Top 10 architecture & design books of 2022
Great reads on design, sustainable building, hideaway cabins and more
Find inspiration for your next self-build, renovation or interior design project with these beautifully presented books on architecture and interiors, many of which focus on how we can build more sustainably.
1. Vo Trong Nghia: Building Nature
With a studio that’s at the forefront of eco-design and sustainable practices, Vietnamese architect Vo Trong Nghia has gained an international following. Trees are an integral part of his work, sprouting from buildings at all levels in the innovative houses, resort complexes and art installations he has created. The two-volume architecture books, Vo Trong Nghia: Building Nature (£50, Thames & Hudson,) describes his use of bamboo as a building material and explores how his adherence to Buddhist teachings has resulted in some calming spaces.
2. The Sustainable Home
According to figures from the Department for Business, Energy and Industrial Strategy (BEIS), the residential sector accounts for 20.8 per cent of the UK’s carbon emissions. In The Sustainable Home: Easy Ways to Live with Nature in Mind (Pavilion Books, £14.99,) interiors writer and photographer Ida Magntorn seeks out the changes that go towards creating a home with less impact on the earth’s resources. From room to room, she delivers eco-friendly alternatives for appliances, paint and furniture, along with toxin-free cleaning materials. Go on a plastic diet or grow your own plants – we can all do something positive.
3. Northern Hideaways: Canadian Cottages and Cabins
Getting away from it all has a special meaning in Canada, where cabin hideaways, chalets and boathouses prompt deep relationships with the great outdoors. In Northern Hideaways: Canadian Cottages and Cabins (Images Publishing, £35,) enviable holiday homes connect with tall pine trees, majestic lakes and snow-dusted slopes. All share clean, contemporary lines and pared-down palettes of natural materials, with wood and stone bringing warm tones and texture. Many of the homes include passive and active systems to minimise their environmental impact.
4. Brick by Brick
Brick by Brick: Architecture and Interiors Built with Bricks (Gestalten, £45,) details how the humble building block came to shape our towns and cities, showcasing its contemporary use in UK homes and elsewhere. Salvaged, recycled, handcrafted and machine-made bricks are laid in intriguing ways, including lively perforated façades and mesmerising tessellating patterns.
5. House of Joy: Playful Homes and Cheerful Living
Homes both old and new are dressed up to surprise and delight in House of Joy: Playful Homes and Cheerful Living (Gestalten, £40,) a celebration of interior décor. Expect curves and arches, whimsical furniture and swathes of pattern and print. Above all, colour reigns supreme. Selected from around the world, the houses and apartments include Memphis references, nods to eclectic 1990s styling and present-day maximalism.
6. Beautiful Houses by the Water
The sparkle of sunlight or moonlight on the water is just one of the many pleasures of having a home on the shores of a lake, river or ocean. Beautiful Houses by the Water (The Images Publishing Group, £40,) explores how 37 enviable waterfront homes from across the globe fit in with their surrounding natural environments. The evocative images will tempt any prospective self-builder, and engaging descriptions set out the challenges and benefits of deciding to build in one of these unique locations.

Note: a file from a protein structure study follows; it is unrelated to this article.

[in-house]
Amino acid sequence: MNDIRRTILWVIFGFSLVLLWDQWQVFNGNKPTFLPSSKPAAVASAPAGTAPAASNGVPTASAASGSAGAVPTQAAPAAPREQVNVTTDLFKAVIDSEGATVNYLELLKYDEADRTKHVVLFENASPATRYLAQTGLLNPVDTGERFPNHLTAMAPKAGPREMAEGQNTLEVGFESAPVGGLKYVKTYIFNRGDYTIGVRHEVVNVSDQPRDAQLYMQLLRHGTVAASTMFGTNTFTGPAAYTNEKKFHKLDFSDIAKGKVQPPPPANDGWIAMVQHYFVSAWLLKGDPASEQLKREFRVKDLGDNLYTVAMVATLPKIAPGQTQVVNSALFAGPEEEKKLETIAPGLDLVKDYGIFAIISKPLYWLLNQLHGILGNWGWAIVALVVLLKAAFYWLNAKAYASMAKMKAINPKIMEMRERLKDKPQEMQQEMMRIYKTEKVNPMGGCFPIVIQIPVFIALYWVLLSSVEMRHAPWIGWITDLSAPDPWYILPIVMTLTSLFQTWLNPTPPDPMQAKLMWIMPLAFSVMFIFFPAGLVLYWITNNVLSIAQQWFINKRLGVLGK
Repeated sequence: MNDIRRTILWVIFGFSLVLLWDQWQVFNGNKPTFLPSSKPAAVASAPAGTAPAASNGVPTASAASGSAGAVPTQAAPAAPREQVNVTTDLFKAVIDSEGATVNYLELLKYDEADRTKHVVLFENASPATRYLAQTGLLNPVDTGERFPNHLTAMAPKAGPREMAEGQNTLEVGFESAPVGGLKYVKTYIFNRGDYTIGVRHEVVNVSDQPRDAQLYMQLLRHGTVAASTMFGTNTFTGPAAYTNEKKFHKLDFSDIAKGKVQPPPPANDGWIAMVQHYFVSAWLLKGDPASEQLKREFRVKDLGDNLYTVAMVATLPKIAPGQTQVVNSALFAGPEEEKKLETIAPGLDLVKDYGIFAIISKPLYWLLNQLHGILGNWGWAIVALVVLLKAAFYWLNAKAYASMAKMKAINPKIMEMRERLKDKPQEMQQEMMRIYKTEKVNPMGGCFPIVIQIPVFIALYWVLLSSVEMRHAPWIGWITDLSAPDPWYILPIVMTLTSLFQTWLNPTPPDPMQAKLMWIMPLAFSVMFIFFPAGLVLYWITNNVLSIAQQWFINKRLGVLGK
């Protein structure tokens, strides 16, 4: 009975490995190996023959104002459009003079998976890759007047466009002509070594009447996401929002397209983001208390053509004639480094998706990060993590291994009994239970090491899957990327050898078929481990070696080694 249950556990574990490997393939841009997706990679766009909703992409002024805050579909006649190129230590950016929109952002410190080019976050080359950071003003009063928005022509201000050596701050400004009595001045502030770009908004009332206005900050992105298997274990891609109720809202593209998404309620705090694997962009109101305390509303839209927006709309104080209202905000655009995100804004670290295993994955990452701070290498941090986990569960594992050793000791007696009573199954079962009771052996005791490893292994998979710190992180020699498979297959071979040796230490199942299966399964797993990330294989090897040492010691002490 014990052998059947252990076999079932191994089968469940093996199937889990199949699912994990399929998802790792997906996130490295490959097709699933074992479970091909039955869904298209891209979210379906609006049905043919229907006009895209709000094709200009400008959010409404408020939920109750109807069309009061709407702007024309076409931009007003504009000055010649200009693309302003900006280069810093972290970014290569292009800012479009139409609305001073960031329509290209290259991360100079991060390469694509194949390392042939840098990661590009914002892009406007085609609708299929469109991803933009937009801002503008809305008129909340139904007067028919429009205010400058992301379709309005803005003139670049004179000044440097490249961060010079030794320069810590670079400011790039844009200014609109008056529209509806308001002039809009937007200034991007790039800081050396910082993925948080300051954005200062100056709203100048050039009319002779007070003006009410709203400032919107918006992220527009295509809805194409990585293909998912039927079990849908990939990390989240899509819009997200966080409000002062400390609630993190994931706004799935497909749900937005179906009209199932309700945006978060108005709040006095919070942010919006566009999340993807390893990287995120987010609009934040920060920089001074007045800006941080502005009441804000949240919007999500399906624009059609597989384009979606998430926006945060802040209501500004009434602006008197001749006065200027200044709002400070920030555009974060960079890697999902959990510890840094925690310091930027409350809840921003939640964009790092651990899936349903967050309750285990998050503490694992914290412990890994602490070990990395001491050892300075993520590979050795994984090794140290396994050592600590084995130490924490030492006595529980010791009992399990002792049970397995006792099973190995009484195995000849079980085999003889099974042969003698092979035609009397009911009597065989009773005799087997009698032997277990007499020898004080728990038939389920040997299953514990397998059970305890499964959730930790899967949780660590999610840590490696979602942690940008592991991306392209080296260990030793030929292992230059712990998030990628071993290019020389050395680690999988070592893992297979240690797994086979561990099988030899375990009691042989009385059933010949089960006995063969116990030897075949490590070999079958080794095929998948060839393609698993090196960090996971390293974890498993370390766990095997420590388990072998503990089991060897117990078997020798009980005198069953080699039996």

7. Houses That Can Save the World
Making the world a better place starts at home, and that requires a design revolution. In Houses That Can Save the World (Thames & Hudson, £25,) Courtenay Smith and Sean Topham explore eco-friendly solutions to the environmental and social issues we’re facing. This architecture book looks at 19 home-building and design strategies from the perspective of architects, designers, engineers, self-builders and artists, illustrated by projects from across the world. Ranging from the hi-tech to the surprisingly simple, the ideas include turning rubbish into a construction material and creating floating neighbourhoods.
8. Remodelista: The Low-Impact Home
Being sustainable doesn’t have to mean sacrificing style. That’s the ethos behind Remodelista: The Low-Impact Home by Margot Guralnick and Fan Winston (Artisan, £31.99,) and it’s one that will interest anyone considering an eco-friendly project. As well as featuring homes dedicated to low-impact living, it includes a room-by-room guide to impactful swaps such as air-drying clothes rather than tumble-drying. There are simple DIY projects, a guide to buying vintage items, and advice on everything from healthy paint to upgrading windows.
9. Pretty Small: Grand Living with Limited Space
Cheap to maintain, easy to run and with a low environmental impact, small homes are a housing solution for densely populated cities. See the inventive ways people have found to live in limited space in new book Pretty Small: Grand Living with Limited Space (Gestalten, £35). Partitions, mezzanines and bespoke built-in furniture are among the techniques employed in homes around the world. Materials, textures and colours are explored, along with some ingenious – and hidden – storage solutions.
10. Material Reform: Building for a Post-Carbon Future
Material Reform is a pocket-sized accessible guide to decarbonising our built environment. Through a series of snappy essays, interwoven with photography by Jess Gough, architects Paloma Gormley, Summer Islam and George Massoud explain how, by rethinking our relationship with materials and the land from which we extract them, we can adopt a more sustainable model of architecture. The book also details one of their most pioneering projects – the Flat House hempcrete barn conversion in Cambridgeshire.